06/02/ Local & Metropolitan Area Networks. Overview. Medium Access Sublayer (1) ACOE322

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1 1 Local & Metropolitan Area Networks ACOE322 Lecture 2 Medium Access Control and Logical Link Control 1 Overview The architecture of a LAN is best described in terms of a layering of protocols that organize the basic functions of a LAN This section opens with a description of the standardized protocol architecture for LANs, which includes Physical layer Medium Access Control (MAC) layer Logical Link Control (LLC) layer Physical layer includes topology and transmission medium (covered in lecture 1) This section provides an overview of MAC and LLC layers 2 Medium Access Sublayer (1) Network Layer Data Link Layer Logical Link Control Sublayer Medium Access Sublayer Physical Layer 3 06/02/2006 1

2 2 Medium Access Sublayer (2) Medium access (MAC) sublayer is not important on point-to-point links The MAC sublayer is only used in broadcast or shared channel networks MAC protocols enable two stations (or nodes) using a shared communication resource to establish, maintain and terminate a connection. Examples: Satellite, Ethernet, Cellular 4 IEEE 802 Standard (1) Data Link Layer Physical Layer LLC Sublayer MAC Sublayer Physical Layer Ethernet IEEE (CSMA/CD) IEEE Token bus IEEE IEEE Token Ring FDDI OSI Layers LAN Specification 5 IEEE 802 standard (2) IEEE 802 standard defines: Physical layer protocol Data link layer protocol Medium Access (MAC) Sublayer Logical Link Control (LLC) Sublayer 6 06/02/2006 2

3 3 IEEE 802 standard 802.2: Logical Link Control (LLC) explained in this section 802.3: CSMA/CD (Ethernet) explained in this section 802.5: Token Ring explained in lecture : Wireless LANs explained in lecture 3 7 IEEE 802 vs OSI model Layers functions Physical Encoding/decoding Preamble generation/removal Bit transmission/reception Transmission medium and topology Logical Link Control Interface to higher levels Flow and error control Medium Access Control Data assembly and dismantle into frames Govern access to LAN transmission medium 9 06/02/2006 3

4 4 Scope of LAN protocols Consider two stations that communicate via a shared medium LAN. Higher layers (above LLC) provide end-to-end services between the stations Below the LLC layer, the MAC provides the necessary logic for gaining access to the network 10 Logical Link Control (LLC) The LLC layer for LANs is concerned with the transmission of a link-level protocol data unit (PDU) between two stations, without the necessity of an intermediate switching node It has two characteristics: It must support the multi-access, shared medium nature of the link It is relieved from some details of link access by the MAC layer 11 LLC Services Unacknowledged connectionless service Datagram-style Does not involve any flow and error control mechanisms Data delivery is not guaranteed Connection mode service A logical connection is set up between two stations Flow and error control are provided Acknowledged connectionless service A cross between the previous services Datagrams are to be acknowledged No prior logical connection is set up 12 06/02/2006 4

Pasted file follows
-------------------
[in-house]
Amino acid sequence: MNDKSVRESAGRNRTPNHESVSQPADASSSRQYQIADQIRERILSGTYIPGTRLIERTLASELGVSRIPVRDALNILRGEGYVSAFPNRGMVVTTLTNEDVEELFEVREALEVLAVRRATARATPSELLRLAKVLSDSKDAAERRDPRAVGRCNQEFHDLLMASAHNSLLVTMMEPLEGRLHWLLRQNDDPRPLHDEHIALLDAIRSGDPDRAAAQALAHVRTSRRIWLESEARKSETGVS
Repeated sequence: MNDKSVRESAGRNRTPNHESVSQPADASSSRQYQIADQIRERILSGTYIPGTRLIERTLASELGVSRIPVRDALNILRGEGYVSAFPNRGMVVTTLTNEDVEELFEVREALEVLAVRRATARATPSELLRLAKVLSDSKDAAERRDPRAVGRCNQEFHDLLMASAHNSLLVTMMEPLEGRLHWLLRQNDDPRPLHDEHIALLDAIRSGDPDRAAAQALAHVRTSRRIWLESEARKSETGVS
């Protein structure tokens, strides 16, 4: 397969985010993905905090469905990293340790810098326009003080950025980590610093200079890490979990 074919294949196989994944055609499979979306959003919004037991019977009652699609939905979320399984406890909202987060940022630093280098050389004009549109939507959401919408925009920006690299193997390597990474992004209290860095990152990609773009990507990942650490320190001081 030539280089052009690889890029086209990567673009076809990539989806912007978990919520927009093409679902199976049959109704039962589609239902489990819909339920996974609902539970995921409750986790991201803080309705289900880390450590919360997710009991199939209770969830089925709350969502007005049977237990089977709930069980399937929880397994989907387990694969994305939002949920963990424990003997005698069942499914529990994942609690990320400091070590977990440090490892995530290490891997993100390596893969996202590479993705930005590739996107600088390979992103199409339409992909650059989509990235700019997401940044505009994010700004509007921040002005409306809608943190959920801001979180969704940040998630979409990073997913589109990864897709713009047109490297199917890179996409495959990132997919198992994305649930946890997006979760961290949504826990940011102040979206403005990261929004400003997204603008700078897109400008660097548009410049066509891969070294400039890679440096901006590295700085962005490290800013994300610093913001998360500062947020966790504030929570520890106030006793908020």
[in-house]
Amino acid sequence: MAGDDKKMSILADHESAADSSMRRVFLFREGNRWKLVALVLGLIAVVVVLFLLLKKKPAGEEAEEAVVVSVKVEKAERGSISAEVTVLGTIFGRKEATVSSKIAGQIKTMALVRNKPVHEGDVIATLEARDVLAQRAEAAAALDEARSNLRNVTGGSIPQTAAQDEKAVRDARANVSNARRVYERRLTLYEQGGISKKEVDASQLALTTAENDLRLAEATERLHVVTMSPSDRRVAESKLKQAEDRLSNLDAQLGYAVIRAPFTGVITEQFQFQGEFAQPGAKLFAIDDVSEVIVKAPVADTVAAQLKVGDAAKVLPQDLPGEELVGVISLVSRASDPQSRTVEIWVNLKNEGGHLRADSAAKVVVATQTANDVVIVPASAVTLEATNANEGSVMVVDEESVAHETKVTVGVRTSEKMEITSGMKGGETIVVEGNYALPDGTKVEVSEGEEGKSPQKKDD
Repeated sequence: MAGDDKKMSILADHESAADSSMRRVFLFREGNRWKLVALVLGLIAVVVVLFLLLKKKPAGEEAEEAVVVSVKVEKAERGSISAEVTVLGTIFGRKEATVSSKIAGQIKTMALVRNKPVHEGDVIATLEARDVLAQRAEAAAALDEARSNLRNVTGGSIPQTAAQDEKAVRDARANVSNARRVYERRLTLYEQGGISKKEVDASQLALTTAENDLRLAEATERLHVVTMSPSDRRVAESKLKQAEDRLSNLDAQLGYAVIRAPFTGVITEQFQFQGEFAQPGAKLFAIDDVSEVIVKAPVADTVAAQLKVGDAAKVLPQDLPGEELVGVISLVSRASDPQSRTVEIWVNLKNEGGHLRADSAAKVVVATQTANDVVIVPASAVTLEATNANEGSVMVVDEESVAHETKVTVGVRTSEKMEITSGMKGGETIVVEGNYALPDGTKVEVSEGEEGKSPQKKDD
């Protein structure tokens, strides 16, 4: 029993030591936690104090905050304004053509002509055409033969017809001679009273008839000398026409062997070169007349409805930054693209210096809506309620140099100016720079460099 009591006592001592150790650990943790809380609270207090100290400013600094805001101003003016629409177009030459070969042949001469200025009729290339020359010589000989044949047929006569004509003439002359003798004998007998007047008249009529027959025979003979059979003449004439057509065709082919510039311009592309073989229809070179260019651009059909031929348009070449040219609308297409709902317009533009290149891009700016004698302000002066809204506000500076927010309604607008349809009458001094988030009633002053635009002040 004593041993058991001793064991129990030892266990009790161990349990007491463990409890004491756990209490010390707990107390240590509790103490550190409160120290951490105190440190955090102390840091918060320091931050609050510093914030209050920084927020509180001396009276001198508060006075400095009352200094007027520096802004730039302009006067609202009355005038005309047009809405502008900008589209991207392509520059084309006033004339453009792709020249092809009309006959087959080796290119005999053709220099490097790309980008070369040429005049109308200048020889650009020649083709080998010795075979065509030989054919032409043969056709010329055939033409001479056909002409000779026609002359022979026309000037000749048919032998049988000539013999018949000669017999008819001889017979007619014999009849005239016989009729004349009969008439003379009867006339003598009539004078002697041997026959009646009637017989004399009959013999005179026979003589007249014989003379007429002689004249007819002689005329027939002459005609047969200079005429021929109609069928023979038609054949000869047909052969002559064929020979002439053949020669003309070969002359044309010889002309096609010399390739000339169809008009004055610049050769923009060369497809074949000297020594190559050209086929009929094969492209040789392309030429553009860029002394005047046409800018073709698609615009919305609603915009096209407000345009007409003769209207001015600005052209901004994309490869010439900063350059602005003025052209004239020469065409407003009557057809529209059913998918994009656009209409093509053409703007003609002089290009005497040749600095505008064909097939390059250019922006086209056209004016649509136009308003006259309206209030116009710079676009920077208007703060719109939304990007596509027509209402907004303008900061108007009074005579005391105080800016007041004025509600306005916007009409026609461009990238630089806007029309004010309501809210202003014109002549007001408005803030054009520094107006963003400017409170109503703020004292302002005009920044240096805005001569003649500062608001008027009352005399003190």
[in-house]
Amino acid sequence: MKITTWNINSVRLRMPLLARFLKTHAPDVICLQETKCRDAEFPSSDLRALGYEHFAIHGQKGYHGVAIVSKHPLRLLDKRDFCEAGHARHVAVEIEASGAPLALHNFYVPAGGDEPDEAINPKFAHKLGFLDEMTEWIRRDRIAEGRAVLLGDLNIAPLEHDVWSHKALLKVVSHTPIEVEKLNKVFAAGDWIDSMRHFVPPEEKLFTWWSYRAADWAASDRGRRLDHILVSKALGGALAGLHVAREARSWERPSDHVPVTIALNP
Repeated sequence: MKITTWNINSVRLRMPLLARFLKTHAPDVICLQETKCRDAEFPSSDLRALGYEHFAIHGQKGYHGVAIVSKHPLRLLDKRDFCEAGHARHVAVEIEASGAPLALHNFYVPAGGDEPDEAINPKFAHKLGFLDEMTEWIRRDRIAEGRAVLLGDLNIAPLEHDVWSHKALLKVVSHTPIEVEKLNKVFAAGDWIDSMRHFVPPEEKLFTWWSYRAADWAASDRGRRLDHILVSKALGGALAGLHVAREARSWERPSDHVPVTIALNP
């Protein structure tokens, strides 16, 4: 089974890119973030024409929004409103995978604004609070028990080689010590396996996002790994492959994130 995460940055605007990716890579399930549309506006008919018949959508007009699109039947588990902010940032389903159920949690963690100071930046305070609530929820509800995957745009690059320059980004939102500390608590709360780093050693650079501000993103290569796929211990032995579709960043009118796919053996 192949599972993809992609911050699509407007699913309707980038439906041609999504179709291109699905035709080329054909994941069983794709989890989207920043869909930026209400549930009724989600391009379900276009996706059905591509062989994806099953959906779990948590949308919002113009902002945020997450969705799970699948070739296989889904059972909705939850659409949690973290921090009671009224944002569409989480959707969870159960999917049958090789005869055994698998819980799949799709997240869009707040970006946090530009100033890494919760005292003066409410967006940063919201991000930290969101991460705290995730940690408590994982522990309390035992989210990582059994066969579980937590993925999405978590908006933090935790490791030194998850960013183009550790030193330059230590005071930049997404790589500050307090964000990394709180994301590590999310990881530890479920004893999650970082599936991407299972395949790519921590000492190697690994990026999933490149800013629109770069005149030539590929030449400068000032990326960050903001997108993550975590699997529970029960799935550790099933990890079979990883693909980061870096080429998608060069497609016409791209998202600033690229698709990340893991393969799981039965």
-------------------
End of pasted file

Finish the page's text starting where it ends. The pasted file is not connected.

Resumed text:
5 5 Medium Access Control (1) Assembly of data into frame with address and error detection fields Disassembly of frame and performing of Address recognition Error detection Govern access to transmission medium Not found in traditional layer 2 data link control For the same LLC, several MAC options may be available 13 Medium Access Control (2) All LANs and MANs consist of a collection of devices that must share the network s transmission capacity Some means of controlling access to the transmission medium is needed for efficient use of that capacity. This is the function of a Medium Access Control (MAC) Protocol. The key parameters in any MAC technique are where and how. Where, refers to whether control info is exercised in a centralized or distributed fashion. Centralized: a controller has the authority to grant access to the network Distributed: the stations collectively perform a MAC function to determine dynamically the order in which stations transmit How, is contrained by the topology and is a trade-off among competing factors, such as cost, performance and complexity 14 LAN Protocols in Context 15 06/02/2006 5